Parish Nursing: Summertime Considerations


It is very easy to become dehydrated without realizing it. This can occur when you lose more water via sweat and urine than you take in. Able to occur at any age, it is especially dangerous in very young children and in older adults. A lack of sufficient fluid in the body can cause confusion and put a person at risk for falls. When severe, dehydration can lead to a rapid or irregular heart rate, low blood pressure, fainting and even death. If the body doesn’t have enough water, every system in the body can be affected.

Staying well hydrated becomes difficult with age because the sense of thirst diminishes. People get too busy or too distracted to remind themselves to drink and the older adult does not immediately react with thirst. Medications such as diuretics make the problem worse. Infections causing diarrhea, vomiting, and fever can contribute to dehydration. (If you are vomiting repeatedly or have a fever of more than 101 degrees for more than a day or diarrhea more than 2 days, call your doctor.)  Certain health conditions such as poorly controlled diabetes and obesity can cause excessive water loss.

SIGNS OF DEHYDRATION:  Dry mouth, fatigue, thirst (can be a late problem), skin that doesn’t spring back quickly when pinched, confusion, or dark urine (usually the color of straw). The darker the urine, the more dehydrated a person might be although certain medications, fruits, or vegetables can also affect the color.  If a person has any of these symptoms, he should try drinking two or three full glasses of water during the next 1-2 hours and see if the symptoms dissipate.  If the symptoms of dehydration continue or he doesn’t urinate his normal amount within 4 hours, a doctor should be called.

HOW TO PREVENT DEHYDRATION:  Drink before feeling parched. By the time thirst is felt, dehydration might have already occurred. A person should sip small amounts all throughout the day. If a full glass of water cannot be drunk all at once, a little bit at a time should be drunk frequently. Carrying a water bottle at all times can help remind one to drink. Other people might fill pitchers to equal 8-10 glasses of water at the beginning of the day and make certain to have finished it all by the end of the day.  All beverages (other than alcoholic drinks) will hydrate.  Coffee and tea are mild diuretics which might hydrate a little but they cause one to urinate more. Soups, fruits and vegetables such as cucumbers are good sources of liquid.

HERE IS A NOTE OF CAUTION:  In some health conditions such as kidney disease or congestive heart failure, it may be dangerous to take in too much fluid. The advice of a doctor on fluid intake should be followed.


Because of climate change these disease-spreading bugs are thriving and spreading to areas never before reported. The number of people reporting tick bites has increased by 320% since the later 1990s.  Most tick related diseases are bacterial, so if the infection is caught early, antibiotic treatment is usually effective.  Most serious problems arise when people don’t realize they’ve been infected and the bacteria have a chance to spread throughout the body, including the nervous system. Lyme disease is notorious in this respect. Up to 20 percent of patients continue to experience symptoms such as severe headaches, joint pain, facial palsy, heart palpitations and neurological issues, long after the course of antibiotics has ended.  Lyme disease is almost never fatal, but other tick-borne diseases can be, including Rocky Mountain spotted fever. Some tick-borne diseases are viral and cannot be treated with antibiotics.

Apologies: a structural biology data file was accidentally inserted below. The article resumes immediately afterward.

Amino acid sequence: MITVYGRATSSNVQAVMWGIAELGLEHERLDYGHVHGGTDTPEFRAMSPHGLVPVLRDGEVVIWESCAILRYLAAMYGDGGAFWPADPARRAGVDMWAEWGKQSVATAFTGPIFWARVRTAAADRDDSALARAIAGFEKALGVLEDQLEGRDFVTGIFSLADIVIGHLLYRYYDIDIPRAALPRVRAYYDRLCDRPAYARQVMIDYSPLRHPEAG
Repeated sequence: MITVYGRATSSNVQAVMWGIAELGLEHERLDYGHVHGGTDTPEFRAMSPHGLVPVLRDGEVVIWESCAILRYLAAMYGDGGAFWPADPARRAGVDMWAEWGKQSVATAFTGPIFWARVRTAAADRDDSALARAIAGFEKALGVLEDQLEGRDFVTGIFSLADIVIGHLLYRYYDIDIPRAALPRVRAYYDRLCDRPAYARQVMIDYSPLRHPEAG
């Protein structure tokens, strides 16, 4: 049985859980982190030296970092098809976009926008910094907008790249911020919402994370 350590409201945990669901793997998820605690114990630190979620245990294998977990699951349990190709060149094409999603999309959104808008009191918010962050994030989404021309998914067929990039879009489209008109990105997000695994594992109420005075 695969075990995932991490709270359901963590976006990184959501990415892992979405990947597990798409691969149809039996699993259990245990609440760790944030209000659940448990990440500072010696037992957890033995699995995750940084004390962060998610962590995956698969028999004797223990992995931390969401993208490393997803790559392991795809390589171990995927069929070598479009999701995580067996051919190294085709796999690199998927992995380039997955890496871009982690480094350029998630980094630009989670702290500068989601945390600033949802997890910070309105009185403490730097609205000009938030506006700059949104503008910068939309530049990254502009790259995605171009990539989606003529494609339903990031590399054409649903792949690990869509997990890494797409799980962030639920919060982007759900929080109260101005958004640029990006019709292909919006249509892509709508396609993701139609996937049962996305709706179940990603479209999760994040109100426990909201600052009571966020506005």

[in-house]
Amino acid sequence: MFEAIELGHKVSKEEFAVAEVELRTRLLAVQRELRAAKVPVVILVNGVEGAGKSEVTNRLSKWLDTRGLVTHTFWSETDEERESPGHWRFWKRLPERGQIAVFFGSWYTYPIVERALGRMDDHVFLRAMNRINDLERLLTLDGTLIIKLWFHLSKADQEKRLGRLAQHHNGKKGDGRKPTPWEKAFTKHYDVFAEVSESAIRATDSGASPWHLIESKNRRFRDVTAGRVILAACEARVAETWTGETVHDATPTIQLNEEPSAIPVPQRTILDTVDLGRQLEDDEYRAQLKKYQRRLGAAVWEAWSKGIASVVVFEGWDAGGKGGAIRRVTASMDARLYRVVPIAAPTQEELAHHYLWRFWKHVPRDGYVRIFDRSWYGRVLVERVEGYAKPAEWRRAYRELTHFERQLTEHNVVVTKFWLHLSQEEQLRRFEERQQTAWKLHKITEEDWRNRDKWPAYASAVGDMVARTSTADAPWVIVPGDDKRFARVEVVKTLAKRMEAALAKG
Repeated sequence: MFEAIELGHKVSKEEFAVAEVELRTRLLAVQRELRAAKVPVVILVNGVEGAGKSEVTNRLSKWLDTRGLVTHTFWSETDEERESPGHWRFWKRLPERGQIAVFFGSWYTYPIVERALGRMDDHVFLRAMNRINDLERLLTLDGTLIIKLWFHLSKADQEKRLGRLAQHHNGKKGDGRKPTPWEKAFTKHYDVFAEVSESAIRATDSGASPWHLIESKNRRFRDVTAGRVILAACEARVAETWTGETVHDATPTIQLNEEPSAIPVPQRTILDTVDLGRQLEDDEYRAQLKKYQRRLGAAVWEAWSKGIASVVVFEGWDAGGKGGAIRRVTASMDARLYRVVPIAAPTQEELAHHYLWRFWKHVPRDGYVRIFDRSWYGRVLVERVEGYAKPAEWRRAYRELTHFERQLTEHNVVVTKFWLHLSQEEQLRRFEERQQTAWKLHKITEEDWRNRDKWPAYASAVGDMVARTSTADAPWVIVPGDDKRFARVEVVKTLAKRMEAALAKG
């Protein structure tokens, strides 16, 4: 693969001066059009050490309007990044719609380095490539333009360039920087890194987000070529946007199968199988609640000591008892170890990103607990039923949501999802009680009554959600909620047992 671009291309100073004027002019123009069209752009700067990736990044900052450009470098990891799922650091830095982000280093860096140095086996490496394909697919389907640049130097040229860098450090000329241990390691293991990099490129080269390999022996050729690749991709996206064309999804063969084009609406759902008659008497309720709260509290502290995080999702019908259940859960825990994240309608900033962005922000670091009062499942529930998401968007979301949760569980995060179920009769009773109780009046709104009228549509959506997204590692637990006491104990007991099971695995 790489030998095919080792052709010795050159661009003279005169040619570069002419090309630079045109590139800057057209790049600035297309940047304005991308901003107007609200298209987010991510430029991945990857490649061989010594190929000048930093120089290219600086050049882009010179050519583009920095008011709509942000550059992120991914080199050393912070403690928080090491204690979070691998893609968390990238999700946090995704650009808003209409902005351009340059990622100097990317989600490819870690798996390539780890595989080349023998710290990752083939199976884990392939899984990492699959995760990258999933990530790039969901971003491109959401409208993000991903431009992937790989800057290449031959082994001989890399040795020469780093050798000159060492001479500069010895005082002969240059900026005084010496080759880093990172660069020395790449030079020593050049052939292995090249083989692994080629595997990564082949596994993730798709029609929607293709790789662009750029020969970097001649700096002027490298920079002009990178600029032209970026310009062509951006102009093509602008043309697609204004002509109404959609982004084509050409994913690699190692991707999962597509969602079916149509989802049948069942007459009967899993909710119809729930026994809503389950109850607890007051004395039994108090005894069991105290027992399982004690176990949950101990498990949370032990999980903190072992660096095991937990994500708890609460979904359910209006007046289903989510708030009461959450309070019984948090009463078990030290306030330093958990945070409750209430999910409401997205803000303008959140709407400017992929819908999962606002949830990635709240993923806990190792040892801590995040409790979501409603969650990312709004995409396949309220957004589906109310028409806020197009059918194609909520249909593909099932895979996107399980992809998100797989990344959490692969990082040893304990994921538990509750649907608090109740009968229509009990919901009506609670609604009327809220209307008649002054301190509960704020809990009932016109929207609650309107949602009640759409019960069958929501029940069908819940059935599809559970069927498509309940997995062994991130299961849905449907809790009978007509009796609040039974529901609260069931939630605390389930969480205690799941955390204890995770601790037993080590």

HOW TO PREVENT:  People need to be careful in high risk areas such as the woods or tall grass. Wear bug repellent and cover up as much skin as possible. Search for and remove ticks after spending time outside. Also check your pets. If you have a red rash (only a small percentage of people actually get the tell-tale bullseye rash) and suspect a tick bite, get help to obtain antibiotics immediately.

“…Present your bodies as a living and holy sacrifice, acceptable to God, which is your spiritual service of worship.”   Romans 12:1



Saturday, September 15, 10am-Noon   FALL PREVENTION WORKSHOP:  Information and exercises. Taught by Virginia McDonagh, PT,DPT, this important class will teach you how to prevent falling and you will learn exercises to improve your balance. As you know, falling is the worst thing an older person can do.

Saturday, October 13, 8am-5pm  MENTAL HEALTH FIRST AID TRAINING:  This training, valued at $170/person by Mental Health First Aid USA, is being offered at no cost, including manuals. The 8-hour training introduces participants to common risk factors and warning signs of mental health problems and specific illnesses like anxiety, depression, substance use disorders, bipolar disorder, and schizophrenia. Participants will learn a five-step action plan to support someone developing a mental illness or mental crisis. The class is limited to 30 participants.

~ Marilyn Fleming, RN, MSN, for the Parish Nurses

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